The frailty of Claire’s character – she’s new in town… a yuppie? No friends in town, no family. She was just kidnapped, it’s easy to understand why she might have befriended Doug – her friends said so, kidnap rebound. Did I want the bad guys to succeed? I think many in the theater did. Maybe that’s why no one liked Blake Lively’s character. She’s a junkie prostitute with a kid… in the end, she’s still a junkie prostitute with a kid. Did not love or hate her.

Anyway, film’s good fun. Very exciting, and very recommended. Women and men, FYI. xD

4/5

Not like I’m any taller, but if Radcliffe were taller, he’d be hotter.
His high-contrast Harry Potter stubble is totally quiveration. LOL

The posters don’t seem like regular character posters, though. More like teaser character posters, even if it seems late to be releasing teasers now~~~ I can’t remember if the WB has ever released teaser character posters.

Is this being referred as HP 7 Part 1, instead of Harry Potter and the Deathly Hallows Part 1? Maybe it was a typographical decision more than a branding one?

More posters over at MovieMobsters!

Memoirs of a Teenage Amnesiac, adaptation of the novel by Gabrielle Zevin of the same name, or Dareka ga Watashi ni KISU o Shita (literally translated to I Kissed Someone) is the Japanese adaptation of said American book starring popular Japanese actors/idols Horikita Maki as the lead Naomi Sukuse (in the book Naomi Porter) who falls down the stairs, hits her head and loses the memories she’s recollected for the past 4 years, including her best friend Mirai Hasegawa (in the book Will) played by idol Yuya Tegoshi from boy band NEWS, and her American boyfriend Ace Zuckerman played by Anton Yelchin.

Gasp! Say what? Americans and Japanese young actors together in a Japanese film of an American book? Yes, that’s right. Because Teenage Amnesiac also includes actor Kenichi Matsuyama (recently seen in Norwegian Wood), and none other than the young Emma Roberts. So yeah, the roles have inverted. And how do American fans of the book feel about their beloved book being made in Japanese? Well, a lot of them aren’t happy about it… or at least, they weren’t happy about it. Talks about how “pointless” it is to change the setting, or how not “into Japanese” they could be. Even though the one involved in the making of this was the book’s author herself, and it was probably done because the book was such a hit in the country.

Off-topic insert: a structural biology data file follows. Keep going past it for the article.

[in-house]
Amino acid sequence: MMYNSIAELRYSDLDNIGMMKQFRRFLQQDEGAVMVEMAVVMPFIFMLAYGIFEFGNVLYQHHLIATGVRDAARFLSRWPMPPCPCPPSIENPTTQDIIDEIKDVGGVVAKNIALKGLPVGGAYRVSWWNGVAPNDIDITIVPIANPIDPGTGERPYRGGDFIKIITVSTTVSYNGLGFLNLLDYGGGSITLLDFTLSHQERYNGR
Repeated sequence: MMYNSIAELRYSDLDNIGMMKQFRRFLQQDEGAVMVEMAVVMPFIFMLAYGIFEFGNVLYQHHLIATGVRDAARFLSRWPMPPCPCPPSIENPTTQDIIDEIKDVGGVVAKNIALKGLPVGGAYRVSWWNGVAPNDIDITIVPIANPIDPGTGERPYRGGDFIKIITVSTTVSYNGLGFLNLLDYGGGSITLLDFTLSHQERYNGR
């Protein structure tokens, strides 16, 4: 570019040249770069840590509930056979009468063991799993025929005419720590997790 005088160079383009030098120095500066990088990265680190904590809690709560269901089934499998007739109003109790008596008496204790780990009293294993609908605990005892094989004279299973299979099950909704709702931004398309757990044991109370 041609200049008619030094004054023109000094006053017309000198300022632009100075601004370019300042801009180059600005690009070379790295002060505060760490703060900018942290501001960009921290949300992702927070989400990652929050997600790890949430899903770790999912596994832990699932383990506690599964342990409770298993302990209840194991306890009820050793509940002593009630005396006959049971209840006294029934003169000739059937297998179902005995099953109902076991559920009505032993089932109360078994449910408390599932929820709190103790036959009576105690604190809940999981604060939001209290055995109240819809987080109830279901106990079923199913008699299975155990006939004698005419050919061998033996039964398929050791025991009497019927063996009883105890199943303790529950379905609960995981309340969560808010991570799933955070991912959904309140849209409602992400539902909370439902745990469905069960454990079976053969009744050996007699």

Sure, it’s just internet talk. However, it reflects the sentiment of *insert nationality* whose film/books of their home country get remade/adapted in America/etc. not-a-language it’s supposed to be. So we do understand your sentiments, and here’s to hoping you guys understand when it happens the other way round again and again… and again.

As for the film… well, suffice to say that I feel too old to be watching this. Kenichi Matsuyama should feel too old for this too. Maybe if I were 10 years younger – OMG, I’m that old – I could have maybe connected more. No scratch that, I felt like the characters were Mary Sue’s or Marty Stus… or whatever the male form of a Mary Sue is. Surprisingly, in a bad way, Anton Yelchin is a bit of a jerk in here. He’s literally your typical American jock… only he plays tennis. LOL Poor Naomi’s lost her memory, and all he can think of is getting laid for Prom?

Naomi’s other suitors are the Martys Stus, one playing the best friend from the yearbook commission. Mirai is dorky, well-natured, cares for Naomi… and well, that’s just telling you straight in your face that he’s the one. Then there’s the dark brooding opponent Yuji (Matsuyama) who rides a motorbike, works at a projection house where he watches foreign art house films, photographs Naomi for a play, and actively pursues her as she ends her relationship with Yelchin’s character. Yuji is what you know it’s bad but you still want to see what’s going on with him. In a dark indie film, Naomi would have pursued Yuji and ended up badly. In a fairly mainstream drama, she’d pursued Yuji and ended up fixing him. This is a romantic drama for teenagers, so you’d do the math.

I don’t think I’ve ever seen Horikita Maki in anything else, but she seems like an average lead in here. And Emma Roberts is terribly underused in this.

2.5/5

Also can you believe Yelchin is the youngest in the cast? Gosh these Asians genes. Wait till we turn 60~

Page 10 of 40« First...89101112...203040...Last »